CP TIG Week: Theresa Armstead on Representing Values in Evaluation Practice: A Balancing Act

I am Theresa Armstead, a behavioral scientist at the Centers for Disease Control and Prevention in the National Center for Injury Prevention and Control. I am a co-chair for the Community Psychology Topical Interest Group.   This week’s theme is Pursuing Meaning, Justice, and Well-Being in 21st Century Evaluation Practice. The theme is a blend of the themes from the recent biennial conference for community psychologists and the upcoming evaluation conference. For me the values reflected in the theme are participation, inclusion, collaboration, self-determination, and empowerment. The values are shared across my identities of community psychologist, evaluator, and behavioral scientist. In practice it is sometimes challenging to strike a balance between these values and evaluation expectations in government.

Hot Tip: Whenever possible I use checklists and templates to describe the information and content I need without prescribing how the information should be collected. I did this recently when providing guidance to grant recipients on conducting evaluability assessments. I used a checklist to identify common components of an evaluability assessment and some strategies for gathering information. I provided a template for reporting the findings that focused on the questions to be answered without prescribing how the report should appear. I am hoping all the reports will be brief and use data visualizations.

Hot Tip: Evaluability assessments (EAs) are a great way to meet the need for accountability and to be flexible.  Instead of prescribing the types of evaluation designs, methods, and plans across all grant recipients, EAs help each grant recipient clarify the type of evaluation that is most helpful for the programs and strategies they plan to implement. The resulting evaluation plan is data informed because of the thoughtful and systematic nature of EAs.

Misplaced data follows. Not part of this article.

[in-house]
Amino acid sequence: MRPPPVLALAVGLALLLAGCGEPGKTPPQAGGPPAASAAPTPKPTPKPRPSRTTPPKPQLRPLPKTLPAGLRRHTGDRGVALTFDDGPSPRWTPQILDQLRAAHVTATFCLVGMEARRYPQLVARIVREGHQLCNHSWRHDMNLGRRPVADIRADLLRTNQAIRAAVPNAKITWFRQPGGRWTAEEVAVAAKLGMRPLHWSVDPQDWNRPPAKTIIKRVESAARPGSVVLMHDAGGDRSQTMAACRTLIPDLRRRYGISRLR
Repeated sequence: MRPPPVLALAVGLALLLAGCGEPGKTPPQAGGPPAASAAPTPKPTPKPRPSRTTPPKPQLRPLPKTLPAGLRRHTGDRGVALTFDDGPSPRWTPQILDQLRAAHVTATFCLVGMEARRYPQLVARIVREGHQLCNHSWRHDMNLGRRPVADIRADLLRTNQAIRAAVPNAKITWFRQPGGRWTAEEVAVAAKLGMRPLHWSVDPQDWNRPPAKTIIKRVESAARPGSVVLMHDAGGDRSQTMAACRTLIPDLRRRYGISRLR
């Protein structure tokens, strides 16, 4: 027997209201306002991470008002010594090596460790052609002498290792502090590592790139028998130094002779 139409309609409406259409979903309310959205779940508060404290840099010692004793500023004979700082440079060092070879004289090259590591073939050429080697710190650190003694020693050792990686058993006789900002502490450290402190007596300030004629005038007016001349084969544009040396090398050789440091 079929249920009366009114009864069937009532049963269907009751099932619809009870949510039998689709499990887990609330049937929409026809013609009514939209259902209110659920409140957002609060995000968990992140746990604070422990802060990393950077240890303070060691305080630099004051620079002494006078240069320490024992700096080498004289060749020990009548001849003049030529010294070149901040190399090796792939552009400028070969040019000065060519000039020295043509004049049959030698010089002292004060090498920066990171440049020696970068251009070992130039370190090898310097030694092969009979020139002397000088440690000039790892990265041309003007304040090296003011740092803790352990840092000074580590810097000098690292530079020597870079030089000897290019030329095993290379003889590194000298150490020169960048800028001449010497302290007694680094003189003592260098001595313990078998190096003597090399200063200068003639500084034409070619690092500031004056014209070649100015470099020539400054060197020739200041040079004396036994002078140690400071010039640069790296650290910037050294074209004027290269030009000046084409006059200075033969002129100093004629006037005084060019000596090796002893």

Lesson Learned:

–        There are opportunities to create space for participation, collaboration, and self-determination even when the focus is more on the end results than the process.

Rad Resources:

–        Check out Susan Kistler’s last contribution as a regular Saturday contributor for the AEA365 blog. She wraps up the Data Visualization and Reporting week by sharing Sarah Rand’s awesome post on the DataViz Hall of Fame and an interview with Sarah Rand. http://aea365.org/blog/?p=9441

–        Valerie Williams’ post on Evaluating Environmental Education Programs. In it she describes other ways EAs are useful beyond the traditional use of determining whether a program is ready for a more rigorous evaluation and she shares Rad Resources for learning about EAs. http://aea365.org/blog/?p=6298

–        Learn more about the Community Psychology Topical Interest Group and visit our TIG home page.

The American Evaluation Association is celebrating CP TIG Week with our colleagues in the Community Psychology Topical Interest Group. The contributions all week come from CP TIG members. Do you have questions, concerns, kudos, or content to extend this aea365 contribution? Please add them in the comments section for this post on the aea365 webpage so that we may enrich our community of practice. Would you like to submit an aea365 Tip? Please send a note of interest to aea365@eval.org

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